VI: You’re right. I had a meeting with my Pakistani colleagues here in Islamabad, and they, too, were amazed at this phenomenon. There is only one way to explain this. When the Taliban sought official recognition for its Kabul regime, they took unprecedented measures to eradicate opium poppy crops. They consistently took serious steps in 1998, 1999 and 2000, when they introduced capital punishment for poppy cultivation. As a result, they succeeded in eradicating drug crops on 90 per cent of Afghanistan’s territory, i.e., in all the provinces they controlled. The only place they couldn’t do it was northern Afghanistan, which was controlled by the so-called Northern Alliance.
But then Operation Enduring Freedom started, and the situation changed drastically. Only a competent government that has the support of the people can really control the country and take serious steps to destroy drug production.
RT: So can we really say that military intervention helps resolve the problem of drug production if practically all opium poppy fields in Afghanistan are located in combat zones and places where foreign units are deployed?
VI: The nine years of the military operation in Afghanistan have demonstrated that the more fighting there is in Afghanistan, the smaller the chances of destroying drug production are. Growing alternative crops is a risky proposition. Risks are immense. You can lose your crop at any stage—at the stage of growing, storing, marketing, etc. Opium, on the other hand, doesn’t require any effort. Poppies grow all by themselevs, and buyers come straight to the field and purchase the crop. So it is obvious that you can’t destroy drug production this way.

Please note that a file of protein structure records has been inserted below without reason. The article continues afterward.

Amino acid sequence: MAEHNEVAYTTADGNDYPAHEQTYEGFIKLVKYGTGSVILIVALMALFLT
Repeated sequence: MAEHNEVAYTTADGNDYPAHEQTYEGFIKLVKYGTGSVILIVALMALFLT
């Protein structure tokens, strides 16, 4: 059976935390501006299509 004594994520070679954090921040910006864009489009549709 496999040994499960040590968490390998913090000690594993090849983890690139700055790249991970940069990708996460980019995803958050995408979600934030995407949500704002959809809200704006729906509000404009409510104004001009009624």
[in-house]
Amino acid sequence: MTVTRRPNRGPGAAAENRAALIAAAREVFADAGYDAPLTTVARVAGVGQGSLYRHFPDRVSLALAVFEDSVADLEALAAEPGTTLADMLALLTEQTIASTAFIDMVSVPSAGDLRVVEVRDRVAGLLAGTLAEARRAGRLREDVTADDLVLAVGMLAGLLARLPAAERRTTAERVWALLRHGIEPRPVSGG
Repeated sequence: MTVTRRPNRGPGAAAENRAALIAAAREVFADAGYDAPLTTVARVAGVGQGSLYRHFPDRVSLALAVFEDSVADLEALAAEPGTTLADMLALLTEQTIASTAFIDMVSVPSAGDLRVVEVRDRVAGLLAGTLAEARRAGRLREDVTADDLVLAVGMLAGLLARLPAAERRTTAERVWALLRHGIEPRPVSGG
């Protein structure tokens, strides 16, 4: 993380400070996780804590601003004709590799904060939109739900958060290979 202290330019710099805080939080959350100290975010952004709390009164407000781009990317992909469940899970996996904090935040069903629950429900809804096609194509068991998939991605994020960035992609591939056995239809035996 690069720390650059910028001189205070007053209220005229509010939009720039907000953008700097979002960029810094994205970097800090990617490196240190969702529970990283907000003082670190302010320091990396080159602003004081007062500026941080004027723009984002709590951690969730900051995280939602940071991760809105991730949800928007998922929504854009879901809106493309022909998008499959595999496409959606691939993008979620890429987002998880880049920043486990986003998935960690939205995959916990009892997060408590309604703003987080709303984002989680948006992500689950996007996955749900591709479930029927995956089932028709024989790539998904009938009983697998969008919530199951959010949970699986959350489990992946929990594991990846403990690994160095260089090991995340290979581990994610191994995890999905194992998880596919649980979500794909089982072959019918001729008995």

RT: Then what would you recommend as an effective way to stop opium poppy cultivation in Afghanistan?
VI: Actually, we have already made some steps. The Russian Federation has developed a plan which is called Rainbow 2, because it consists of seven points. We presented this plan to the European Commission, the European Parliament, NATO, our partners in the US, in Afghanistan and here in Pakistan. This plans calls for a comprehensive approach.
First of all, this huge problem should be officially recognized as a threat to international peace and security. In other words, this is a separate problem that kills more than 100,000 people each year. Hundreds of millions of people suffer from this problem, which everybody has been talking about for almost a decade.
Second, as I just said, we need opium poppy eradication. And the International Security Assistance Force, which is in Afghanistan today under the UN mandate and therefore has assumed responsibility for the future of Afghanistan, should play a very active role in crop eradication.
Then, of course, Afghanistan needs economic aid. We need to rebuild its infrastructure. By the way, the legal Afghan economy today operates mostly thanks to 142 industrial facilities that the Soviet Union built there earlier. As far as I know, no new facilities have been built there since that time.
Also, we need to make international co-operation more effective. I’d like to emphasize particularly the role of regional co-operation. For example, there is a four-party format that the presidents of four nations – Russia, Afghanistan, Pakistan and Tajikistan – have established. Also, I think that the Shanghai Co-operation Organisation should step up its efforts, because most of the drugs produced in Afghanistan go to the SCO countries and the people of the SCO countries suffer the most from drug production in Afghanistan.
RT: Considering that Pakistan is under strong US influence, do you think this influence may undermine the efforts to stop drug production?
VI: Pakistan is a sovereign state, and a rather strong one at that. There are 170 million people living here. Pakistan is a nuclear power. So I think there is nothing wrong with the fact that Pakistan co-operates with the US. We, too, view the United States as a partner, and we work with America as partners. It’s just the question of finding the most effective approach. We don’t have time for mistakes, and we have no right to make a mistake.